We were also thrilled to work very closely with Sloss. They gave us a private tour of the whole site to kick things off, and they worked very closely with us through the whole process.

One of the big things that made this workshop so different for us was that we could return to the same location each night. The preserved footprint of Sloss is one-third of what it used to be, but it’s packed with a vast amount of subject matter. Participants could focus on a different subject each night, or they could revisit, reinterpret or finesse the same.

That flexibility of repetition was especially helpful for honing our light painting skills The variety of ways that we could interpret Sloss—wide overall exterior shots, tons of abstract details, and rooms that were pitch dark—offered infinite opportunities to create by adding light to the scene.

An unexpected surprise was the amount of stars that could be seen above the Furnaces. We could really heighten the sense of time against this timeless machinery. And because of the unseasonably cool temperatures, we were able to set up rigs to get 1-hour-plus exposures without much concern for long exposure noise in our images.

Our classroom time was spent discussing black and white techniques, as well as sharing one another’s work. Each day we were eager to get back to Sloss and cover more ground. We were fortunate enough to witness an iron pour one night, as Sloss continues to operate a workshop area for educational purposes.

We always end our workshops with a slideshow of our images, typically shared in our classroom. However, Sloss offered to have us showcase our images at their visitor center. The event was open to the public and showcased a nocturnal look at the site. We were also invited to have our work in a group show later in 2019. Rumor has it that we’ll be returning to Sloss as well as exploring other historic industrial sites in the near future!

Death Valley After Dark: Astronomy and Photography in the Backcountry

December 5-8
by Chris Nicholson

Our second partnership with Atlas Obscura was also a departure for us, in that this workshop was about not only night photography, but also astronomy. Out in the field with us day and night was Tyler Nordgren, astronomer and author of the book Stars Above, Earth Below: A Guide to Astronomy in the National Parks.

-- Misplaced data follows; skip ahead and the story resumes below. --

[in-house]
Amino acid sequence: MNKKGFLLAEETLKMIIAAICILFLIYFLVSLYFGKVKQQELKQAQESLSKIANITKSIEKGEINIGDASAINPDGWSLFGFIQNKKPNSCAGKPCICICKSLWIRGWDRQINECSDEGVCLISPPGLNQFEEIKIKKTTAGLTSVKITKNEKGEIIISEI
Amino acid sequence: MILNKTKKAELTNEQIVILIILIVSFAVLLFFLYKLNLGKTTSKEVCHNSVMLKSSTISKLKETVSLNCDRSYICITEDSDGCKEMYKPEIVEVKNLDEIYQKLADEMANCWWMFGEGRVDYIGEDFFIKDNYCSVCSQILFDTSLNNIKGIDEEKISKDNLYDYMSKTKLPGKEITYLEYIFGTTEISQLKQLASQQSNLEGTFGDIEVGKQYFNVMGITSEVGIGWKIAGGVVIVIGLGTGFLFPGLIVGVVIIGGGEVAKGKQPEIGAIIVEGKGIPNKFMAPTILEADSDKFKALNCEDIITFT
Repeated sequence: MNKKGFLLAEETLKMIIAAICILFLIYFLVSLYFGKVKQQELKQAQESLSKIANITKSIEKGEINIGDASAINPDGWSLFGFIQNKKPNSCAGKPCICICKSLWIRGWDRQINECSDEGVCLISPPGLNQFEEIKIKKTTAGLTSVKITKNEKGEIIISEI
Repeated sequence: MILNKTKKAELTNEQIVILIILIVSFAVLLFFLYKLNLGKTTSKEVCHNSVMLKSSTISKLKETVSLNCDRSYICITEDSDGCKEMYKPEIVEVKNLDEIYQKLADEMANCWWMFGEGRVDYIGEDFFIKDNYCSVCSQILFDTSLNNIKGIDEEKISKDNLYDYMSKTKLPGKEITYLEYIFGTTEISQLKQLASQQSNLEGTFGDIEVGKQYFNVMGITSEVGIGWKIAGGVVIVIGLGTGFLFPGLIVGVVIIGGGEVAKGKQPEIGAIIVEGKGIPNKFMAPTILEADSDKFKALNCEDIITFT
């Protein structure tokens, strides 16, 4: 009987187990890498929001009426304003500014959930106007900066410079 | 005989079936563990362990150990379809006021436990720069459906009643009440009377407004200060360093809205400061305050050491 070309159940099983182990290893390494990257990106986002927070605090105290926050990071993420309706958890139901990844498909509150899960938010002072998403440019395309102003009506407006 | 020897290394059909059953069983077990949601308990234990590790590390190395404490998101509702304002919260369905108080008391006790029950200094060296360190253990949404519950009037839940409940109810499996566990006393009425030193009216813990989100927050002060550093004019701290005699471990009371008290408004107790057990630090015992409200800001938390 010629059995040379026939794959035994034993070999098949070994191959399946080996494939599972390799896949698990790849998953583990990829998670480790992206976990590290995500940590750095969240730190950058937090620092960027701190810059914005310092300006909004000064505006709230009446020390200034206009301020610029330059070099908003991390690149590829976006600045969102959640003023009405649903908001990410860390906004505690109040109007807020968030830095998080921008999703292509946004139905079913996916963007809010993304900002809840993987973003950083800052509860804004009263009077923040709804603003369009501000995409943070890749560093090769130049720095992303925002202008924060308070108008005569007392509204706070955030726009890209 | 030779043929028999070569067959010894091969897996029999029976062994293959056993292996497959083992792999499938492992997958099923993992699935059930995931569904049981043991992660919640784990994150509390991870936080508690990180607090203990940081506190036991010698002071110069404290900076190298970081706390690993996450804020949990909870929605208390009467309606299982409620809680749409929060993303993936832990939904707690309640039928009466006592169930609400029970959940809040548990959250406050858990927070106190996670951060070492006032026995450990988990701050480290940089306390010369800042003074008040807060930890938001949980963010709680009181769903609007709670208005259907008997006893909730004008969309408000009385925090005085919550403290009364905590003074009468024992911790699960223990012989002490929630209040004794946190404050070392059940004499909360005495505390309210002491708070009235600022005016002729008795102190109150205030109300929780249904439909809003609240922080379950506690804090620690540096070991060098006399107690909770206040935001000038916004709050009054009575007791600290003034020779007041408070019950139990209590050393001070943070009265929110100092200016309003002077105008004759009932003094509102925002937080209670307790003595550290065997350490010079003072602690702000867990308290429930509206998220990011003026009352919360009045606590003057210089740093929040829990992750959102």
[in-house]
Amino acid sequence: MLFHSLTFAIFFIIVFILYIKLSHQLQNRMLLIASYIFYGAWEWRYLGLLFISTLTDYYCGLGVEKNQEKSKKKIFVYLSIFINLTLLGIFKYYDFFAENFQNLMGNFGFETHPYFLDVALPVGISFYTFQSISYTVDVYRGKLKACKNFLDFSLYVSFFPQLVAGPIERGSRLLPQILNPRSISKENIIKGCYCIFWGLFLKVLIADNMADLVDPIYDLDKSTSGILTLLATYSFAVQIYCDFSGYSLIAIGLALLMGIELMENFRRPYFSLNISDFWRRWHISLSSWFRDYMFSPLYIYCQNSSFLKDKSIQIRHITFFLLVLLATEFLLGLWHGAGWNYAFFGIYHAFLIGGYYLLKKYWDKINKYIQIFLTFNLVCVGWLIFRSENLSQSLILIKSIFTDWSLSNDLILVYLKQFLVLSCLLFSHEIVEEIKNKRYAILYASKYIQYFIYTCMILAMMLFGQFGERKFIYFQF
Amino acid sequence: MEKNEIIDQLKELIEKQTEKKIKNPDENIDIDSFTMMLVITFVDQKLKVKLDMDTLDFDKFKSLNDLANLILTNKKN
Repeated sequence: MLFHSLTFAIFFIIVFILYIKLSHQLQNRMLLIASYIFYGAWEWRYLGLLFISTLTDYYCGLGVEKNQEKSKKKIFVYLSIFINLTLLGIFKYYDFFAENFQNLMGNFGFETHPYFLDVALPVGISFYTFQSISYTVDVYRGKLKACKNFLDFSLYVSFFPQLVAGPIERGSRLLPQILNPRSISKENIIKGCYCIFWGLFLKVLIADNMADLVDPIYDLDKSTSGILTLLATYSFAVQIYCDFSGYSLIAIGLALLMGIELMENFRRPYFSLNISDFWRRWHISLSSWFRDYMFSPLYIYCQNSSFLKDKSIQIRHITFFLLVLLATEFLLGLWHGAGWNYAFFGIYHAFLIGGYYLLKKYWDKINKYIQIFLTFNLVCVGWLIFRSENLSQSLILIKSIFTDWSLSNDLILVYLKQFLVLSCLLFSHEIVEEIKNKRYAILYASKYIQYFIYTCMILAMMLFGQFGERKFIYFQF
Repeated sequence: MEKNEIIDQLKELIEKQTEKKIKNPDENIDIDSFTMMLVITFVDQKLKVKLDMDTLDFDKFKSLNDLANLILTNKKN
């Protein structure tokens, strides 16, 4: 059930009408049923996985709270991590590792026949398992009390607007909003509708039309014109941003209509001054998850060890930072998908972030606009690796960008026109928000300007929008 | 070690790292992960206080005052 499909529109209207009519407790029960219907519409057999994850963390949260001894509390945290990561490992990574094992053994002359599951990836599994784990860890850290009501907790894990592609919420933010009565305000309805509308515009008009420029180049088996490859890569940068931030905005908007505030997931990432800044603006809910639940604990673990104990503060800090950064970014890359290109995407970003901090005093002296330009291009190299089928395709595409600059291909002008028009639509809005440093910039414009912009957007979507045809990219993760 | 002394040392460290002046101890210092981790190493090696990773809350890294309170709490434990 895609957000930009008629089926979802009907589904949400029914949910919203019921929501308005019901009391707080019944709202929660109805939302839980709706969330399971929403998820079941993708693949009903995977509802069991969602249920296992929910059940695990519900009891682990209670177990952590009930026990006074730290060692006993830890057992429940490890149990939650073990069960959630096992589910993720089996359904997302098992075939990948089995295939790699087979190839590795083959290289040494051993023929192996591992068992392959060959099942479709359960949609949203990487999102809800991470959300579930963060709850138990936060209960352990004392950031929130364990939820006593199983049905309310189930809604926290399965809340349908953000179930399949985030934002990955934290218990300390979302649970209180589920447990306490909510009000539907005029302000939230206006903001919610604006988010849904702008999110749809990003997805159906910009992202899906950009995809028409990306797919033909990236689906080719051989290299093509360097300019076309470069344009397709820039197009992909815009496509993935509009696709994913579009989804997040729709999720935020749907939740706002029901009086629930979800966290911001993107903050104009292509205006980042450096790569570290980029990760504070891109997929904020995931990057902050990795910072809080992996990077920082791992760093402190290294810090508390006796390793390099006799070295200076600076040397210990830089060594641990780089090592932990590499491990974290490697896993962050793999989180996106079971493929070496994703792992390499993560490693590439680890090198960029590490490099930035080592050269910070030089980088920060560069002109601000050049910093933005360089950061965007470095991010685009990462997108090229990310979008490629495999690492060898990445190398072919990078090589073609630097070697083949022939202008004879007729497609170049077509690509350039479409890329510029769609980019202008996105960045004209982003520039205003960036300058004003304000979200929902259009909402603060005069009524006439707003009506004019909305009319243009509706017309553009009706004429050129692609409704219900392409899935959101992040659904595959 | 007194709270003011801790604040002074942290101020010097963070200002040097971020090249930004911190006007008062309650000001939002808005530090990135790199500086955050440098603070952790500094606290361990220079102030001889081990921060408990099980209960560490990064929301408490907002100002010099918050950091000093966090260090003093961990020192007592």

The workshop was an experience of photographing and exploring the night skies of the park’s most remote fascinations, including Racetrack Playa, Eureka Sand Dunes and the Wildrose Charcoal Kilns. We also visited some spots that are easier to access but are just as amazing, including Badwater Basin, Salt Creek Flats and Ubehebe Crater.

And that was only the tip of the adventure iceberg. We rented red Jeeps from Farabee’s for hours upon hours of backcountry driving, we camped at the Racetrack, we enjoyed fresh-cooked chili at the tent site, and we shared an outdoor pancake and coffee breakfast on a very cold desert morning (after a very cold desert night).

In addition to the night (and day) photography, Tyler continually waxed poetic about the universe above us. We learned about constellations and nebulae, we looked through his telescope and image-stabilizing binoculars at galaxies and a comet, and he taught us more than we could have imagined about the Milky Way and zodiacal light.

We’re looking forward to many more opportunities to seize the night with both Tyler and Atlas Obsura.

Astronomer Tyler Nordgren powered his telescope with one of the ONsite recharging packs that Tether Tools provided for our Death Valley backcountry workshop.

Partner Participation

We’ve said it before, and we’ll say it again: When we form brand partnerships, we look for the relationship to benefit our workshop attendees too. Nikon, Coast Portland, B&H Photo, Peak Design, Light Painting Brushes, X-Rite, BenQ, Bay Photo, Irix Lenses, Valleret, PhotoPills, Tether Tools and Luxli all offered loaner gear, discounts, gifts and other perks at various locations. As always, our gratitude is unending.

Looking Forward

Wow. 2018 was amazing. And we couldn’t have done it without all the photographers—ranging from 16 to 80ish, male and female, from night photography rookies to veterans—who attended and made these workshops and tours so memorable.

It makes us want to do it again! And do it again we shall. If anything gets us more excited than our memories of 2018, it’s our anticipation for 2019. We’re heading to six national parks: Big Bend, Bryce Canyon, Glacier, Great Smoky Mountains, Grand Canyon and Lassen Volcanic. We’ll also be visiting Cape Cod, Devils Tower, the Outer Banks, San Francisco and Valley of Fire. We’re venturing overseas again too, to Morocco, Easter Island and Cuba. And we’re running two firsts: a Post-Processing Intensive in Catskill, New York, and a multinight backcountry backpacking adventure to Shi Shi Beach in Olympic National Park.

Several of the 2019 workshops still have seats available. As for the sold-out experiences? You can still sign up for the waitlist for any workshop at no cost and with no risk. If a spot opens up, we’ll invite you to apply.

So come join us, to seize the night!

Chris Nicholson is a partner and workshop leader with National Parks at Night, and author of Photographing National Parks (Sidelight Books, 2015). Learn more about national parks as photography destinations, subscribe to Chris' free e-newsletter, and more at www.PhotographingNationalParks.com.

UPCOMING WORKSHOPS FROM NATIONAL PARKS AT NIGHT